Sure, the Society of Human Resources Management's annual conference in Orlando was over a couple weeks ago, but in the spirit of late adoption that infused the conference, figured that a stale post was, for the target audience, right on time. It was my fifth straight SHRM conference, and what really struck me this year wasn't what had changed with HR, but rather, the fact that nothing has really changed over the last 5 years. Not at SHRM, at least.
Well, that's not entirely true. See, right before the conference, SHRM announced that it was breaking up with HRCI and more or less invalidating the PHR, SPHR and GPHR certifications in favor of their own "competency" based curriculum. When you're a typical HR practitioner, you get freaked out about things like payroll systems and OSHA compliance, so when your entire professional credentialing system gets changed, this tends to qualify as apocalyptic, the meteor headed straight for the dinosaurs who proudly append their signatures with now worthless acronyms like SPHR.
The fact that this was even possible - comments on the merits of SHRM's move notwithstanding - serves as further proof of HR's own admission that it's become something of an archaic relic fighting against the natural forces of time and evolution in a losing struggle for survival. I went to a briefing for volunteer leaders where the head of member relations for SHRM openly apologized for their "handling of the situation," but the anger in the room was like something out of a gothic horror story - a lynch mob boiling over.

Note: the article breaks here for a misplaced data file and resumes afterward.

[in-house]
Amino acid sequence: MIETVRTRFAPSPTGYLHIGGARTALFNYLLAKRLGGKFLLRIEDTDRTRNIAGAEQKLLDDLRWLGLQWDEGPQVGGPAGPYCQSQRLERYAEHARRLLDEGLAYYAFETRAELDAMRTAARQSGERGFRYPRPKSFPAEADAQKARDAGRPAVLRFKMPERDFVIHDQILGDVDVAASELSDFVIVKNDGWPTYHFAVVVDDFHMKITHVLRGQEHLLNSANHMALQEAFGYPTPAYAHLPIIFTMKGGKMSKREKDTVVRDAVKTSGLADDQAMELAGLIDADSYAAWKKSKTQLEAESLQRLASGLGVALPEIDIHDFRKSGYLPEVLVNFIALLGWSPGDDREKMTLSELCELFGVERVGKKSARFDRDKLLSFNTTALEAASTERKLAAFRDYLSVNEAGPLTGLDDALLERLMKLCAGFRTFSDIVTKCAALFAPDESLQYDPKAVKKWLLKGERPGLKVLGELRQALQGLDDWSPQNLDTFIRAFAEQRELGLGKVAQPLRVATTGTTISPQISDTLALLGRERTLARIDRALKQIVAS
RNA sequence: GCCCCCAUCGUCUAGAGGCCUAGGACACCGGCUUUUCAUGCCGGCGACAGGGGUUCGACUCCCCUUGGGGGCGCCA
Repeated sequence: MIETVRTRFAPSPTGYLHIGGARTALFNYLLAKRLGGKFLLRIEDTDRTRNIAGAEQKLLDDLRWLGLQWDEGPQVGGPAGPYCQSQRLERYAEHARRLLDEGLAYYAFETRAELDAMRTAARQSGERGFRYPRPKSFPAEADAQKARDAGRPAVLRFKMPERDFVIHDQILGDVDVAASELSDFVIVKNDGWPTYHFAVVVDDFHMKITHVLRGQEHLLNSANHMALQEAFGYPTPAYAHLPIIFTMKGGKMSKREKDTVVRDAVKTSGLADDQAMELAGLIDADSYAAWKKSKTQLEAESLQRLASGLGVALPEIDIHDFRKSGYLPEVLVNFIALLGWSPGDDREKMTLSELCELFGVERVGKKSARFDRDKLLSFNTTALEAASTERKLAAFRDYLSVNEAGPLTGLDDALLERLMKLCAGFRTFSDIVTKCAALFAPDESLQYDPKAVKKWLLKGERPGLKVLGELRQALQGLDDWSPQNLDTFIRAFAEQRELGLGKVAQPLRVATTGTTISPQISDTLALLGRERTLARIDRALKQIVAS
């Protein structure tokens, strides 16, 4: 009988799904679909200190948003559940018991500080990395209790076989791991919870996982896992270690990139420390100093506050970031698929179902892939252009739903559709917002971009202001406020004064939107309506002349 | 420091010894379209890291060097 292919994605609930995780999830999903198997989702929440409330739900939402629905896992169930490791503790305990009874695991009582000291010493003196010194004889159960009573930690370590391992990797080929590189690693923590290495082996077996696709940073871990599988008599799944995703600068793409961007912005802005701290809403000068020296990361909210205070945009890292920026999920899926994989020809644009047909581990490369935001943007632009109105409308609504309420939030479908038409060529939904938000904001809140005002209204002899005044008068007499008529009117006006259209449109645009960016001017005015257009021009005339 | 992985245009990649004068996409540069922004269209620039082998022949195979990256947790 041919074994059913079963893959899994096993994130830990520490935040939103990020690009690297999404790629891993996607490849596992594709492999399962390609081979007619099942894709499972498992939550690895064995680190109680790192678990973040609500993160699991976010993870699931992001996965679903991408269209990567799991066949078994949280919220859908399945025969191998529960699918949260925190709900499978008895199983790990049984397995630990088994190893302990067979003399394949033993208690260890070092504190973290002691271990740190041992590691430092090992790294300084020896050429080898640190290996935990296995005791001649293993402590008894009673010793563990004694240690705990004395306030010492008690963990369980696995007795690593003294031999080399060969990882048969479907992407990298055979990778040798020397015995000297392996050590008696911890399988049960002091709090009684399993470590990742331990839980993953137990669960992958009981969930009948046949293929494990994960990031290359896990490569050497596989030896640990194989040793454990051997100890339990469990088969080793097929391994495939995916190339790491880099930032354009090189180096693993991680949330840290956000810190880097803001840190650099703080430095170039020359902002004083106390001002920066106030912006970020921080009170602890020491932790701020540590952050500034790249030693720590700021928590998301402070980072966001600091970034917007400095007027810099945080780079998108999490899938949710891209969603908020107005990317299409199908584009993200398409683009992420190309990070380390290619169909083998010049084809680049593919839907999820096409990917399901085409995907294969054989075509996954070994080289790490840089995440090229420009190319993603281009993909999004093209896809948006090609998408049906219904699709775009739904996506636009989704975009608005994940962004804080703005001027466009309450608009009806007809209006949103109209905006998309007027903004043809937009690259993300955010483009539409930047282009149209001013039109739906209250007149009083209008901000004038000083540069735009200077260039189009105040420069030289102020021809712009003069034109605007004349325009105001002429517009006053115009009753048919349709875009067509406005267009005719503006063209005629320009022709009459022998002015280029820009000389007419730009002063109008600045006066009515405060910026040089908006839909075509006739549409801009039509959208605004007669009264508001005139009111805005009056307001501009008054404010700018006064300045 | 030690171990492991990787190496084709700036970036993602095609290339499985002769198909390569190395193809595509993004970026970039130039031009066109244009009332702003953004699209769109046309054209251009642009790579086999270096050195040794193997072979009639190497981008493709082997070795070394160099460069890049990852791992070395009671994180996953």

SHRM went onto explain that they were "surprised" by the reaction to the news, you know, because anyone outside the practitioner chain objectively thinks that this is all fairly passe and prosaic in the first place. This proves how out of touch this organization has become with a membership that's not all that hard to keep up with, given the absolute stasis of most of their membership.
HR leaders, the target of the conference and this powerful professional trade association's lobbying activity, do everything in their power to resist change and embrace the status quo they more or less created - that telling them their continuing professional education, associated costs and time as well as a notoriously difficult testing process that they'd already invested in were worthless was considered a communications 'ho-hum' shows SHRM has become irrelevant not only to those outside HR, but also to the membership it purports to represent.
SHRM continually cited the need to follow the best practices established by other professional credentialing bodies like the ISE or the AICPA as precedent for this change, but the thing is, in doing so, they more or less admitted that what they've been doing, testing and valuing has been worthless, or at least ineffective enough to burn loads of cash and good will to make a change that, for most members, was superfluous. HRCI, for all its faults, met their needs - despite its commoditization of credits (my BS presentations have actually been certified for CPEs before) as well as dubious practices like selling "lifetime" certifications for cash.
Just like the Big 4 would never decide to replace the CPA with a credential set up by their cabal, or the ISE would never invalidate its professional certifications in favor of a completely new standard of measurement, such a sweeping move would be an inherent possibility, as it would in any established profession. But the fact SHRM can't even figure out what, exactly, HR needs to know these days - much less do - points to the planned obsolescence of an entire function.
And all I have to say is, good riddance.